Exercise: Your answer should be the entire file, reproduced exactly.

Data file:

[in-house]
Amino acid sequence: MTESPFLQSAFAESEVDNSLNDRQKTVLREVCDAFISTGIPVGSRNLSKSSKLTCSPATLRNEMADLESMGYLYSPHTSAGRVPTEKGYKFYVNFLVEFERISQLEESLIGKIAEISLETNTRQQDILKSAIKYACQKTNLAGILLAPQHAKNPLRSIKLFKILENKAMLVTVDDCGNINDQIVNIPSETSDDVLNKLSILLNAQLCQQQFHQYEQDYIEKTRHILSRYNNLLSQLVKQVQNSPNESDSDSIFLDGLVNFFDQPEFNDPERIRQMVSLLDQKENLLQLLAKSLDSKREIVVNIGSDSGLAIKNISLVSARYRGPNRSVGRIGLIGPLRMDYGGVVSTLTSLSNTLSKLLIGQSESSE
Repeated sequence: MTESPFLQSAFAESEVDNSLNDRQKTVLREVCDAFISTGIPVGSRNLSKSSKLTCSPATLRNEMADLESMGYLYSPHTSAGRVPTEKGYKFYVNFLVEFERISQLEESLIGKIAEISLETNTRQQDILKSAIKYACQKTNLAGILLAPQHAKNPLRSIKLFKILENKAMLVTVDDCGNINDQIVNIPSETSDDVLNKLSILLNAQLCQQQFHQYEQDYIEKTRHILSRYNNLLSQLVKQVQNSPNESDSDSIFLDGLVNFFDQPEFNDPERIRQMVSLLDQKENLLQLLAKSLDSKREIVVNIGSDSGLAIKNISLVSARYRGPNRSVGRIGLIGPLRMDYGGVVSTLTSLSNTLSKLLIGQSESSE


[in-house]
Amino acid sequence: MTESPFLQSAFAESEVDNSLNDRQKTVLREVCDAFISTGIPVGSRNLSKSSKLTCSPATLRNEMADLESMGYLYSPHTSAGRVPTEKGYKFYVNFLVEFERISQLEESLIGKIAEISLETNTRQQDILKSAIKYACQKTNLAGILLAPQHAKNPLRSIKLFKILENKAMLVTVDDCGNINDQIVNIPSETSDDVLNKLSILLNAQLCQQQFHQYEQDYIEKTRHILSRYNNLLSQLVKQVQNSPNESDSDSIFLDGLVNFFDQPEFNDPERIRQMVSLLDQKENLLQLLAKSLDSKREIVVNIGSDSGLAIKNISLVSARYRGPNRSVGRIGLIGPLRMDYGGVVSTLTSLSNTLSKLLIGQSESSE
Repeated sequence: MTESPFLQSAFAESEVDNSLNDRQKTVLREVCDAFISTGIPVGSRNLSKSSKLTCSPATLRNEMADLESMGYLYSPHTSAGRVPTEKGYKFYVNFLVEFERISQLEESLIGKIAEISLETNTRQQDILKSAIKYACQKTNLAGILLAPQHAKNPLRSIKLFKILENKAMLVTVDDCGNINDQIVNIPSETSDDVLNKLSILLNAQLCQQQFHQYEQDYIEKTRHILSRYNNLLSQLVKQVQNSPNESDSDSIFLDGLVNFFDQPEFNDPERIRQMVSLLDQKENLLQLLAKSLDSKREIVVNIGSDSGLAIKNISLVSARYRGPNRSVGRIGLIGPLRMDYGGVVSTLTSLSNTLSKLLIGQSESSE